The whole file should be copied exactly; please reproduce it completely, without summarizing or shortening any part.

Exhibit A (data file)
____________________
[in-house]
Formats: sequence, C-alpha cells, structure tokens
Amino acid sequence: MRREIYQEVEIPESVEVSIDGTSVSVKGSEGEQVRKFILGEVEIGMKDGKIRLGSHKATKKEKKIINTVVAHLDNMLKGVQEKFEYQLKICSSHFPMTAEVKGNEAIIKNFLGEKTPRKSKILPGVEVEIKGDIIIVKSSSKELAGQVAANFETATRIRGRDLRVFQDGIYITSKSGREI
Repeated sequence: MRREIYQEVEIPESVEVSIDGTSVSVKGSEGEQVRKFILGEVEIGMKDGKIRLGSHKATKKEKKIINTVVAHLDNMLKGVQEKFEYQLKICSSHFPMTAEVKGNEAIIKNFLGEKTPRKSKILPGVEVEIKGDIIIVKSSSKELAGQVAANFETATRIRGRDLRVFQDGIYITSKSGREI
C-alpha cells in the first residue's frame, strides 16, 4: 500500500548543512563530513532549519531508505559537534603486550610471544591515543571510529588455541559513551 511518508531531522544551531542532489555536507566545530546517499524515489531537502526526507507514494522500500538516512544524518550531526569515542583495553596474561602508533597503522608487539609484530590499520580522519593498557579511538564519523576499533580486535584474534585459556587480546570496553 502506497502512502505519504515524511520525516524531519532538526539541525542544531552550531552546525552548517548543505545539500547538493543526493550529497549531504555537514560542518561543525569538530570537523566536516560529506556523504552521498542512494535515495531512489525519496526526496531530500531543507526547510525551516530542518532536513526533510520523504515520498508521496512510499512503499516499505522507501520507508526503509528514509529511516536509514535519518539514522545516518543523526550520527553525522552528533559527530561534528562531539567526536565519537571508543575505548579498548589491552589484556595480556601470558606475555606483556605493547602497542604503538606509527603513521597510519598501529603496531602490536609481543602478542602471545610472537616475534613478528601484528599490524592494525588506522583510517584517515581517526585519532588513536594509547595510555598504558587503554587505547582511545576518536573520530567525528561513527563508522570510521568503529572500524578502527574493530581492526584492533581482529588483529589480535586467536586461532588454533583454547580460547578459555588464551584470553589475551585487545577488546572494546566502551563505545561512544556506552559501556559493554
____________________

[in-house]
Formats: sequence, C-alpha cells, structure tokens
Amino acid sequence: MRREIYQEVEIPESVEVSIDGTSVSVKGSEGEQVRKFILGEVEIGMKDGKIRLGSHKATKKEKKIINTVVAHLDNMLKGVQEKFEYQLKICSSHFPMTAEVKGNEAIIKNFLGEKTPRKSKILPGVEVEIKGDIIIVKSSSKELAGQVAANFETATRIRGRDLRVFQDGIYITSKSGREI
Repeated sequence: MRREIYQEVEIPESVEVSIDGTSVSVKGSEGEQVRKFILGEVEIGMKDGKIRLGSHKATKKEKKIINTVVAHLDNMLKGVQEKFEYQLKICSSHFPMTAEVKGNEAIIKNFLGEKTPRKSKILPGVEVEIKGDIIIVKSSSKELAGQVAANFETATRIRGRDLRVFQDGIYITSKSGREI
C-alpha cells in the first residue's frame, strides 16, 4: 500500500548543512563530513532549519531508505559537534603486550610471544591515543571510529588455541559513551 511518508531531522544551531542532489555536507566545530546517499524515489531537502526526507507514494522500500538516512544524518550531526569515542583495553596474561602508533597503522608487539609484530590499520580522519593498557579511538564519523576499533580486535584474534585459556587480546570496553 502506497502512502505519504515524511520525516524531519532538526539541525542544531552550531552546525552548517548543505545539500547538493543526493550529497549531504555537514560542518561543525569538530570537523566536516560529506556523504552521498542512494535515495531512489525519496526526496531530500531543507526547510525551516530542518532536513526533510520523504515520498508521496512510499512503499516499505522507501520507508526503509528514509529511516536509514535519518539514522545516518543523526550520527553525522552528533559527530561534528562531539567526536565519537571508543575505548579498548589491552589484556595480556601470558606475555606483556605493547602497542604503538606509527603513521597510519598501529603496531602490536609481543602478542602471545610472537616475534613478528601484528599490524592494525588506522583510517584517515581517526585519532588513536594509547595510555598504558587503554587505547582511545576518536573520530567525528561513527563508522570510521568503529572500524578502527574493530581492526584492533581482529588483529589480535586467536586461532588454533583454547580460547578459555588464551584470553589475551585487545577488546572494546566502551563505545561512544556506552559501556559493554